Starting out, Surkov didn’t have the easiest time with Kawase Katsutoshi (JPN). Katsutoshi was adamant about taking the center, busily moving from one tie-up to another while Surkov calmly used his right lead leg to pivot out of any potentially precarious positions. A passive point rang out for Katsuoshi, giving the Japanese wrestler an early 1-0 edge. The pendulum swung the other way eventually as Surkov eventually received his point. The wrestlers were tied at one apiece midway through the first when Katsuoshi attempted a duck under Surkov sniffed out right away. He then bellied-down on Katsuoshi, who exposed, to go up 3-1. Surkov next locked around and gutted Katsuoshi over three times. However, Katusoshi challenged the last turn and won, making the score 7-1. In the ensuing par terre chance, Surkov rendered the preceding histrionics a non-issue as he made a nifty adjustment on a gutwrench attempt to take Katsuoshi over once more for the match-ending points.
The quarterfinals saw Surkov resume pleasantries with Polish star-in-the-making Mateusz Bernatek, a Senior World Team member in 2015 and last year’s U23 European Championships winner. The pair had met two times previously with both owning a win over the other. Most recently, it was a Surkov victory at the Senior European Championships back in May. The pattern repeated itself here at the 2017 Wladyslaw Pytlasinski Cup. Tactical, purposeful tie-ups ruled the beginning stages of this one with Bernatek perhaps demonstrating a little more intent. A passivity warning was issued to Surkov and he responded by instantly extending for a go-behind that forced Bernatek to spin out of.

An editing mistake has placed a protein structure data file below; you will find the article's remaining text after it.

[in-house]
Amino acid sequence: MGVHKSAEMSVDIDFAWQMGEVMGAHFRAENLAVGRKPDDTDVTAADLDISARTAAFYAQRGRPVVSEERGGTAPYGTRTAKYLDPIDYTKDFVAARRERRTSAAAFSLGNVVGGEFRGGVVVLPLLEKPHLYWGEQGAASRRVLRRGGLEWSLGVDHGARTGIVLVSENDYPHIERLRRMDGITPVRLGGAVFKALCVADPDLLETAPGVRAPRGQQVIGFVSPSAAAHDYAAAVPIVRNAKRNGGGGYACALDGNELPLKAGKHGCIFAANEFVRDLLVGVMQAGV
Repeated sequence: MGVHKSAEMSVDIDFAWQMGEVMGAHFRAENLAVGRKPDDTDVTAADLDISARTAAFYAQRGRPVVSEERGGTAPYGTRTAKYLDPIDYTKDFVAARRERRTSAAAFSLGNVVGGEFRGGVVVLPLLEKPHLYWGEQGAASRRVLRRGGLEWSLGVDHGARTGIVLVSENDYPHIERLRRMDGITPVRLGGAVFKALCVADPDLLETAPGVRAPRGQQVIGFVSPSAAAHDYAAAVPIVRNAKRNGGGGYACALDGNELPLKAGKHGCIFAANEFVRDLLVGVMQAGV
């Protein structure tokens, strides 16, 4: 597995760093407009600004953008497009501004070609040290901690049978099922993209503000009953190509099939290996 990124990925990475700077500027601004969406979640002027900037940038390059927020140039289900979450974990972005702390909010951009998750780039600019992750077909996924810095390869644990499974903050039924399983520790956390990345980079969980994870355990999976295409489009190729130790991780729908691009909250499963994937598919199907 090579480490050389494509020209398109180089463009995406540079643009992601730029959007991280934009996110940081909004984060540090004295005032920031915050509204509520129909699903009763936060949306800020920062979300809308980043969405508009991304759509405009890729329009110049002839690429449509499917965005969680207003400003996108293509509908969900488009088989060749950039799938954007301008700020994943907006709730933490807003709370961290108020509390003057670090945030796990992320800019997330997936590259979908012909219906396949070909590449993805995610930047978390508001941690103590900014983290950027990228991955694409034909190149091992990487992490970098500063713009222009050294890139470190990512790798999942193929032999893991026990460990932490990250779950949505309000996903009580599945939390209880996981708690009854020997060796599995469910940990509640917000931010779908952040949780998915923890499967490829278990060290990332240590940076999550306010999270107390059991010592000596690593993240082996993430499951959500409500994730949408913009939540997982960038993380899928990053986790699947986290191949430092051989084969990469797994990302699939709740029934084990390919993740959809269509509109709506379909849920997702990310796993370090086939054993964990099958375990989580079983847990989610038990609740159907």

Bernatek got his passive point :90 in before using a high overhook to hip Surkov out for another point and a 2-0 lead. A passivity point for the Russian was awarded soon after, cutting the score in half going into the second. Surkov was much more business-like in the conclusive frame, burrowing in with two-on-one’s from a distance and jutting in underhooks. Bernatek wanted to turn this into a pummel war so he could salvage position. The problem was that Surkov remained steadfast in his attack, resulting in a passive point coming his way. 2-2, Surkov on criteria, and he was onto the semifinals.